E. Aubrey Thompson, PhD

E. Aubrey Thompson, PhD

If not for BCRF/PFP, we would not have the ability to carry out the rigorous studies involving multiple large clinical trial cohorts that are helping us to identify factors driving response to therapies.

Professor of Cancer Biology
Co-director, Breast Cancer Translational Genomics Initiative
Mayo Clinic Comprehensive Cancer Center
Jacksonville, Florida

Area of Focus:  Tumor Biology

Current Research:

  • Seeking new therapeutic approaches to ensure long-term, cancer-free survival in breast cancer patients.
  • Genomic data from large clinical trials are analyzed to identify biomarkers of response and to implement strategies to reduce the risk of recurrence following HER2-directed treatment.
  • These studies will inform more precise treatment strategies and complimentary therapeutic approaches for patients with HER2-positive breast cancer.

The patient’s immune system has a lot to do with how she or he responds to treatment. Dr. Thompson is conducting studies to understand how the tumor cells interact with the immune cells, to learn how to use this information to predict therapeutic response, and to discover ways to boost the patient’s immune system to more effectively kill tumor cells.

Full Research Summary

Full Research Summary:

About 15-20 percent of breast tumors are characterized by very high levels of the HER2 protein. About 75-80 percent of HER2-positive breast cancer patients respond well to HER2-targeted therapies like trastuzumab (Herceptin®). The challenge is to figure out how to treat the 20-25 percent who do not.

Dr. Thompson and colleagues have shown that the outcome in patients with HER2-positive breast cancer is influenced by several complex factors related to the tumor cells and how they interact with the patient’s immune system. A better understanding of the nature of this interaction—how it comes about, how it impacts therapeutic response, and how to manage it—is essential to improve patient outcomes.

His group recently reported a striking discovery in patients receiving trastuzumab. Women whose tumors showed an increase in the activation of genes that regulate immune function had a better durable relapse-free survival (the length of time a patient is free of detectable disease) than women whose tumors did not share a similar “immune profile.” These findings suggest that the immunological status of the tumor prior to therapy is a key feature in determining the outcome following anti-HER2 therapy.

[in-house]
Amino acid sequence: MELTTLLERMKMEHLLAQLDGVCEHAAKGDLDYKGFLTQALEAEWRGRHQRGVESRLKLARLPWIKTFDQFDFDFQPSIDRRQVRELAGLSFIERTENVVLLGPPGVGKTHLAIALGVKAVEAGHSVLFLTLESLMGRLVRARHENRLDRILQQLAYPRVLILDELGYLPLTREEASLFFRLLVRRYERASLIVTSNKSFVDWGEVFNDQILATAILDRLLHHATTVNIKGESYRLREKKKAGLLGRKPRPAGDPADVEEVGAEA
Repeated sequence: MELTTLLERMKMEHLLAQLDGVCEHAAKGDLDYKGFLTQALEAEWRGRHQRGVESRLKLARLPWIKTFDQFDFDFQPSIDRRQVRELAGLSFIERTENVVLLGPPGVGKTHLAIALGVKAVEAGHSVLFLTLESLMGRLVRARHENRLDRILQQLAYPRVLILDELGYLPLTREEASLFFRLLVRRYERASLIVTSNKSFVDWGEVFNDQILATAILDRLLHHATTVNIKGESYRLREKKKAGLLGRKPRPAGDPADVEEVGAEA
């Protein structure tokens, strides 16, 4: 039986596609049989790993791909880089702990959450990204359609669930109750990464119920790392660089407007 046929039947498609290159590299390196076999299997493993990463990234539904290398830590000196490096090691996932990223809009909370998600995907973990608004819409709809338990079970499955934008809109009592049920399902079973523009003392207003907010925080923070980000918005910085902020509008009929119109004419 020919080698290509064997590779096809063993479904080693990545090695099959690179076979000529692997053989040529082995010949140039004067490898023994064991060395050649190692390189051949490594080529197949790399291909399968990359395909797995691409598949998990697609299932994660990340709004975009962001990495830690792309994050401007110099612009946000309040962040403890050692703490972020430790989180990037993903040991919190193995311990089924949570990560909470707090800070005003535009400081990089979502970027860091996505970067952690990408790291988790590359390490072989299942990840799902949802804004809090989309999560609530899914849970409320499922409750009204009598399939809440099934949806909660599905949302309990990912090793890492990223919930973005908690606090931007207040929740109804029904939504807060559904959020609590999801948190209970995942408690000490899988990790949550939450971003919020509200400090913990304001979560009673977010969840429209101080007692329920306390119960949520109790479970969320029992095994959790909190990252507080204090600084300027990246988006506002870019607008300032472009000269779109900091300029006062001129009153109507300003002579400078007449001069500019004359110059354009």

This year, the team is investigating how anti-tumor immune response is influenced by where the immune cells are located within the tumor and its surrounding areas. This information will inform additional studies to test hypotheses about the relationship between immune function and treatment outcome. The long-term goals are to identify women who may be at risk of recurrence or, optimally, may require less aggressive therapy and to develop therapeutic approaches to improve response to therapy and ensure long-term, disease-free survival.


Dr. Thomspon’s core expertise is in cancer genomics. He was a project leader on the FDA-funded MAQCIII project. His was one of three laboratories world-wide to be designated as a primary sequencing lab for this international collaborative study. A member of the breast cancer analytical working group of The Cancer Genome Atlas project, Dr. Thompson heads the breast cancer fusion transcript subgroup. For almost 40 years this work has focused on gene structure and function within the context of the malignant phenotype, with an emphasis on breast cancer. As co-director of the Mayo Clinic Breast Cancer Translational Genomics program, Dr. Thompson coordinates the efforts of a team of highly committed individuals with expertise in computation, biostatistics, bioinformatics, functional genomics, database management, and clinical management of breast cancer patients. This team’s work represents a broad range of collaborations, including basic mechanistic studies, clinical translational studies with a strong focus on analysis of clinical samples and practice-changing discoveries, and development of new tools for genomic analysis. Dr. Thompson’s work is highly translational in nature, and he is motivated by the concept that more effective clinical management of breast cancer requires a more detailed understanding of the biology that underlies the disease. A major objective is to define the genomic architecture of HER2-positive breast cancer, to use this genomic information to identify the biological processes that are associated with clinical outcome, and to use these biological processes to elucidate the biological and genomic basis of therapeutic response.